A B.C. coroner has released a final report into the death of 16-year-old Elliot Eurchuk, endorsing inquest recommendations that there be better detection and care for young people struggling with substance use and mental health issues.
In the report released Monday, presiding coroner Michael Egilson wrote a disturbing and detailed summary of Elliot’s final years, drawing from evidence presented to the coroner’s inquest in June 2019.
The teen was found unresponsive by his mother in his bedroom in Oak Bay, B.C., on April 20, 2018. His overdose death was ruled accidental.
Paramedics found illicit drug paraphernalia and used naloxone capsules near his body. A toxicologist later determined that Eurchuk had ingested fentanyl at lethal levels, along with cocaine, heroin and methamphetamine.
A pathologist concluded that Eurchuk died as a result of mixed intoxication, which led to a heart attack.
Sports injuries led to opioid prescriptions
Egilson’s report noted that Elliot loved rugby, soccer and boxing, but had a history of painful injuries. He had suffered two concussions by Grade 9.
In 2016, he injured his shoulder wrestling. According to the report, the teen obtained Dilaudid, a brand of the opioid hydromorphone, from a fellow student. After that, Elliot’s drug use escalated.
The report said that in November 2016, his mother found a bag of drugs in his room, some of which appeared to be from her dental practice.
Elliot then fractured his jaw while playing soccer, and was prescribed hydromorphone for pain management. Later he was also prescribed Tramacet, a combination of acetaminophen and the opioid-like Tramadol, the coroner wrote.
In September 2017, Eurchuk was suspended from Oak Bay High School for allegedly providing drugs to other students, the report said. A principal’s review committee placed him in Mount Douglas Secondary School in nearby Saanich.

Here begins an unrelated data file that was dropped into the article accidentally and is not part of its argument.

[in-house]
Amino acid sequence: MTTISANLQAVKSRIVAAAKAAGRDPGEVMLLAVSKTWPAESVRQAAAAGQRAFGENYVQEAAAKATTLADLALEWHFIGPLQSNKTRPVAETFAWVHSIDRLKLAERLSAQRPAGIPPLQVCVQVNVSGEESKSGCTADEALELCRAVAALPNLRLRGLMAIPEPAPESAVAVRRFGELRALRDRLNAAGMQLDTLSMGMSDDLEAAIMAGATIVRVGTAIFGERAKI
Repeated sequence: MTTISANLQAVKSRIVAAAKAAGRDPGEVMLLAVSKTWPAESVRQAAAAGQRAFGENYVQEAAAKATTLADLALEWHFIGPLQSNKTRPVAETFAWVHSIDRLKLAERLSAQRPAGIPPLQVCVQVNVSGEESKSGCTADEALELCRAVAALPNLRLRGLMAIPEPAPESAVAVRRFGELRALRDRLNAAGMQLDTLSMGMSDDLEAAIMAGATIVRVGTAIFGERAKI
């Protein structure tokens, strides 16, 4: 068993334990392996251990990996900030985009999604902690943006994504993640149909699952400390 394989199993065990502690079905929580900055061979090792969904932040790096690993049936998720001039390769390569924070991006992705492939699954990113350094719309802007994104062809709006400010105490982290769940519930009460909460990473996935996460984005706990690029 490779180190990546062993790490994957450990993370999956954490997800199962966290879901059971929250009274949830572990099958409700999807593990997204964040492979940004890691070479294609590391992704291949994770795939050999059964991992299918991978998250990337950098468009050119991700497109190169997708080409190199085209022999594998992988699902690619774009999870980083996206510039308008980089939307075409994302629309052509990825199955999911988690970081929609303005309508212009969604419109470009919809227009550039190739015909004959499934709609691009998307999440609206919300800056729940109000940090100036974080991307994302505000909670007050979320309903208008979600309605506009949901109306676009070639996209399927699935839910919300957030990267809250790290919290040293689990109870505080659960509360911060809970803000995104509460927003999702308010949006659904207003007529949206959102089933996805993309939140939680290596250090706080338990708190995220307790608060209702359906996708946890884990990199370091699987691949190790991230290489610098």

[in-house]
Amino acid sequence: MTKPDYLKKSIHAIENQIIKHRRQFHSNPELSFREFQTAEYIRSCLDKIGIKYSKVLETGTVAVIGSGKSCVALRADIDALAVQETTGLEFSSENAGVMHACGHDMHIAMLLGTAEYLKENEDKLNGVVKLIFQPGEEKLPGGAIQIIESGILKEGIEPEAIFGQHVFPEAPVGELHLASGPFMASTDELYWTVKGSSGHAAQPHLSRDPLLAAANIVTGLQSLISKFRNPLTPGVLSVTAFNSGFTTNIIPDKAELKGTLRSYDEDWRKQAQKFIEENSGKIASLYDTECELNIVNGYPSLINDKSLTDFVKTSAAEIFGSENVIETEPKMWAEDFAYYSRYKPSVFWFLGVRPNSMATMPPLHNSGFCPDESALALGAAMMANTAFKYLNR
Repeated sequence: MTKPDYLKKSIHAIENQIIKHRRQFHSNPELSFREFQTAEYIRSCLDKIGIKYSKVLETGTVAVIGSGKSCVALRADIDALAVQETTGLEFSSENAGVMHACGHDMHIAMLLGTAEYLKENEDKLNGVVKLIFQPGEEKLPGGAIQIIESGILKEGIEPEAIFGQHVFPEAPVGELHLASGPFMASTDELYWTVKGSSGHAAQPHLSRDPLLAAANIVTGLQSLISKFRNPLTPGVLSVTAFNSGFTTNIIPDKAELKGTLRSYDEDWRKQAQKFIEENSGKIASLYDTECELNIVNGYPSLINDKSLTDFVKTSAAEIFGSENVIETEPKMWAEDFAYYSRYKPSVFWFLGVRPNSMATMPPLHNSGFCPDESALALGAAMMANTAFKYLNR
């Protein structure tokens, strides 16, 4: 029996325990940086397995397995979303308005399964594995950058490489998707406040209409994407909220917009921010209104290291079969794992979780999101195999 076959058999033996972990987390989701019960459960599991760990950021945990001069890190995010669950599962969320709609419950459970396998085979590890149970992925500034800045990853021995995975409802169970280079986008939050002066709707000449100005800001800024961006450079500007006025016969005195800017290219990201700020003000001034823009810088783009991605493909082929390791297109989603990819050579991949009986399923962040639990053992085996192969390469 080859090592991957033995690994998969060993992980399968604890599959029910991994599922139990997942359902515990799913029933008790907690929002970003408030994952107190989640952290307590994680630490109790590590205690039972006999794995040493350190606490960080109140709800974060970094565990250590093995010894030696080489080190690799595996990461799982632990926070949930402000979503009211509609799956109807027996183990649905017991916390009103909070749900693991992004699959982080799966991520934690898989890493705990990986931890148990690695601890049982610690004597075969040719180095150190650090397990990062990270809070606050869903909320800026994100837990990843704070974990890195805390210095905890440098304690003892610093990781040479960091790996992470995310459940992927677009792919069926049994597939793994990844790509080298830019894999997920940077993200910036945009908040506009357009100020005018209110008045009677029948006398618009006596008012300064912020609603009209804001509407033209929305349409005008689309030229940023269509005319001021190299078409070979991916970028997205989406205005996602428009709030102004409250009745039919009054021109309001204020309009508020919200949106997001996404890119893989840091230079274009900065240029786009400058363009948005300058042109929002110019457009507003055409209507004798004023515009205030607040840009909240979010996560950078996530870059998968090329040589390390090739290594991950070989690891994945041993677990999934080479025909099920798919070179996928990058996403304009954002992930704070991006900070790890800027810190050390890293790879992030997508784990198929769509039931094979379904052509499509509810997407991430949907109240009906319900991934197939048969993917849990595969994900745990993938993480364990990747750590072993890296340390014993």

During this time he was prescribed the opioid oxycodone and more Tramacet for his pain, the coroner wrote.
Classmates in Grade 11 at Mount Douglas reported Elliot was using opioids every few days and was buying heroin off the dark web, the report said, adding that Elliot wanted to go back to Oak Bay High School and felt forced into counselling.
A drug screening came back positive in November 2017, and his parents were aware, the coroner wrote.
‘He wished he had died’
In February 2018 he was admitted to Victoria General Hospital with a serious infection. While on a hospital pass he took fentanyl and cocaine and suffered a cardiac arrest back in hospital. He was revived with naloxone.
“Elliot is reported to have said that he wished he had died and that if he was put in a locked facility, he would become the worst drug addict imaginable or he would kill himself,” Egilson wrote.
Egilson noted that Elliot did not want doctors or counsellors sharing medical information with his parents.
Psychiatric assessments found that Elliot was quiet, reserved and forthright about drug use. The psychiatrist was concerned about his drug use and family conflict at home. But he wasn’t deemed suicidal, so he was released with a harm-reduction plan and supports in place for the family.
Last seen ‘agitated and disoriented’
He was later readmitted under the Mental Health Act, but discharged again a week later.
A psychiatrist testified there were no grounds to detain the teen for psychiatric reasons; he was described as “pleasant” and “co-operative” and was not expressing thoughts of suicide.
In March 2018, Elliot ended up at the emergency room in St. Paul’s Hospital in Vancouver because of a “decreased state of consciousness,” the coroner wrote. He was released after a few hours with no drug testing.
The day before he died, Elliot bought drugs that were more powerful than he usually consumed, according to his friends. He was last seen around 10 p.m. near Cattle Point in Victoria, where he was described as “agitated and disoriented.”
Inquest recommendations endorsed
The recommendations made by the jury at the June 2019 coroner’s inquest were intended to prevent deaths similar to Elliot’s. All of those recommendations have now been endorsed by a coroner.
The jury recommended better detection, treatment and transition plans for youth struggling with mental health and substance use in schools. The lack of long-term substance abuse treatment for youth — and its total absence on Vancouver Island — was also flagged.